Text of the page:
The social mediaverse can be a harsh, cold place. Popular one minute, a platform can disappear from users’ minds (and devices) the next.
Warning: some of this may blow your mind.
First, let’s just clarify that Foursquare ACTUALLY still exists today. Seriously.
Back in 2009, Foursquare rocked the social media world by launching the check-in and location sharing service at SXSW. But after a few years of stagnant growth and profits, Foursquare split itself into two applications in 2011: Swarm, which resembles the Foursquare you knew and loved, and Foursquare, a location-based search tool that provides users recommendations on where to eat and visit based on previous behaviour.
Apparently this is exactly what Foursquare’s CEO wanted all along, but so many users have left the platform that it’s not even considered a feasible strategy for brands anymore.
MySpace, many people aren’t surprised to find out, also still exists. But what a strange journey it’s been.
MySpace was king of all social media until around 2008, when Facebook traffic started to significantly affect the site’s visitor numbers. A slew of unfortunate choices by owner NewsCorp led to poor site design and content, as well as a growth-stagnating lack of innovation. In short, MySpace got annoying to use and stopped offering anything new for fans. In 2013 MySpace relaunched as a music-focused site, but didn’t bring legacy user data with it – forcing existing users to re-find, then re-like, their favourite artists. It’s still around today, but unless your brand is in the music industry, it’s unlikely you even think about MySpace anymore.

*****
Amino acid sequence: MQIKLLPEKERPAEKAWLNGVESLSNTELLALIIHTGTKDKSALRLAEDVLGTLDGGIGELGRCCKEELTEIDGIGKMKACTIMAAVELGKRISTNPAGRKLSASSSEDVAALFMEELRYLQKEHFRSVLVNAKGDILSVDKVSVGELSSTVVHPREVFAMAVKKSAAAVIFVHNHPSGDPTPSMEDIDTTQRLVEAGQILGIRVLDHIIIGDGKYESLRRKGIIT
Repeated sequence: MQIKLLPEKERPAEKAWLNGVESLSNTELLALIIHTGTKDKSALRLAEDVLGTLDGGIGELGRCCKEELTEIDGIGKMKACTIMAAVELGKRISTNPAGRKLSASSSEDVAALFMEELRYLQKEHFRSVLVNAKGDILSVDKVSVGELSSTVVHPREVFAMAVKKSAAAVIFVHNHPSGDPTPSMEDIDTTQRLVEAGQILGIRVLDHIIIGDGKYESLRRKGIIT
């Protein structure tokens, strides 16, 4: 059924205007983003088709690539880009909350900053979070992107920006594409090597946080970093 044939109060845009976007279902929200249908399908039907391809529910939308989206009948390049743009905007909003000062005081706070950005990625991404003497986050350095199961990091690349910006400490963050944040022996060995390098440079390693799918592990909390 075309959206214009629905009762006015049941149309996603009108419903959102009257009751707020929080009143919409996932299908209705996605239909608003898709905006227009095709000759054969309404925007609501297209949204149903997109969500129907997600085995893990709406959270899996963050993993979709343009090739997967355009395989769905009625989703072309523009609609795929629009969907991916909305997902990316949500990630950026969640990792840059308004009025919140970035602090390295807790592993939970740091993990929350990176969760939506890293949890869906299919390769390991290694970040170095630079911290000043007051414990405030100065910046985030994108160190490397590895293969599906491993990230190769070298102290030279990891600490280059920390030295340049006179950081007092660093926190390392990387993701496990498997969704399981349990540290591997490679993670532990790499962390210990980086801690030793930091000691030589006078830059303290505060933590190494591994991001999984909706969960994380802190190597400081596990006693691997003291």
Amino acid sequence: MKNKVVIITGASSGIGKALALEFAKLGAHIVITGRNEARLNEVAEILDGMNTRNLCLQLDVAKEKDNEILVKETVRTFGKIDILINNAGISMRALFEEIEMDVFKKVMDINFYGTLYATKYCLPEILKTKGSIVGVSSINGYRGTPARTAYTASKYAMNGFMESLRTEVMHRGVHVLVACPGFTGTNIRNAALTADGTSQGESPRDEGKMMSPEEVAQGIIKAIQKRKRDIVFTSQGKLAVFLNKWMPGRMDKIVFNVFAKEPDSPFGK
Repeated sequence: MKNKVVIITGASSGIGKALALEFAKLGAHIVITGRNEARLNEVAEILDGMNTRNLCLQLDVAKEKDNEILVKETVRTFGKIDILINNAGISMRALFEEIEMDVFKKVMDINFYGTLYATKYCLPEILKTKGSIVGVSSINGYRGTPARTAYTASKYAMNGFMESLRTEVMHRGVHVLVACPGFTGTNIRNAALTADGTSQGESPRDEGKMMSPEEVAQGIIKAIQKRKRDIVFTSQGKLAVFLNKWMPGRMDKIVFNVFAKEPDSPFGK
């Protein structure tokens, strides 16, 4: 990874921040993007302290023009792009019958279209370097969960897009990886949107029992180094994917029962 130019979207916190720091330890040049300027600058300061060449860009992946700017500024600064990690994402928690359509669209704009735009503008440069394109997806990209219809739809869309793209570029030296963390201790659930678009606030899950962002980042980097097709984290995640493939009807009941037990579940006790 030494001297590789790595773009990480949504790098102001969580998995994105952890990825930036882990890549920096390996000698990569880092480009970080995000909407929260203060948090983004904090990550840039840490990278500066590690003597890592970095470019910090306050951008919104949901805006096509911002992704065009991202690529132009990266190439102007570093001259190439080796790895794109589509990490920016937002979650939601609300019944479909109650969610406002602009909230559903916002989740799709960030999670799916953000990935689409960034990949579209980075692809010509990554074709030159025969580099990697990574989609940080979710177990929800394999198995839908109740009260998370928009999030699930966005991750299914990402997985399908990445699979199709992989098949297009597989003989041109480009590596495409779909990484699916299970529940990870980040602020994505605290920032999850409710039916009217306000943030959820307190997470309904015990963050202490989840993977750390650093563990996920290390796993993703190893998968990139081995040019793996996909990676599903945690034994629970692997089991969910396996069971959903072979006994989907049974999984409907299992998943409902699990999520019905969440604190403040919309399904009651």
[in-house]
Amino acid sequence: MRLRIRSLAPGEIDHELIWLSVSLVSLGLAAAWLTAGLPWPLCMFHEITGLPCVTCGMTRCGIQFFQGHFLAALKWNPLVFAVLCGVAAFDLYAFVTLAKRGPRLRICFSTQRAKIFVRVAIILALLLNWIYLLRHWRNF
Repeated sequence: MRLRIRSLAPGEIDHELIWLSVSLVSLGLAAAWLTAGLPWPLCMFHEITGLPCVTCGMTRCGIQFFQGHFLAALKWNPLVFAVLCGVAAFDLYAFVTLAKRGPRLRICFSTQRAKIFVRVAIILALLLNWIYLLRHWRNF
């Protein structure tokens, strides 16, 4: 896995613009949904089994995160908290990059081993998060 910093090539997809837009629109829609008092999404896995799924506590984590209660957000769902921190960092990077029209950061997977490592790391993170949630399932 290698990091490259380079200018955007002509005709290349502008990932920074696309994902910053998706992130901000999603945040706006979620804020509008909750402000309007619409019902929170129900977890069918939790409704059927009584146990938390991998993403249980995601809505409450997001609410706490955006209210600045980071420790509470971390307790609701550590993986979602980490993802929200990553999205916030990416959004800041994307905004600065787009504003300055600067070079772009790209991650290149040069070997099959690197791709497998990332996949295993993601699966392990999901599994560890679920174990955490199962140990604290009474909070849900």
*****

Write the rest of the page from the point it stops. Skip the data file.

Google Buzz is dead. Long live Google+.
As this article explains, “Google Buzz was essentially Google’s clone to Twitter. It integrated right into Gmail and allowed users to posts links, photos, status updates and videos…Google Buzz lasted 22 months.”
Google Buzz was Google’s foray into social networking, and it was shut down once Google (now Alphabet) believed it had a better product in development: Google+. The company rolled its learnings from Buzz into Google+, which launched in June 2011. While some brands do maintain active Google+ profiles, the platform is usually regarded as a secondary social asset (behind Twitter, Instagram, Pinterest, Facebook, LinkedIn and, increasingly, Snapchat) for companies trying to reach users and prospects.
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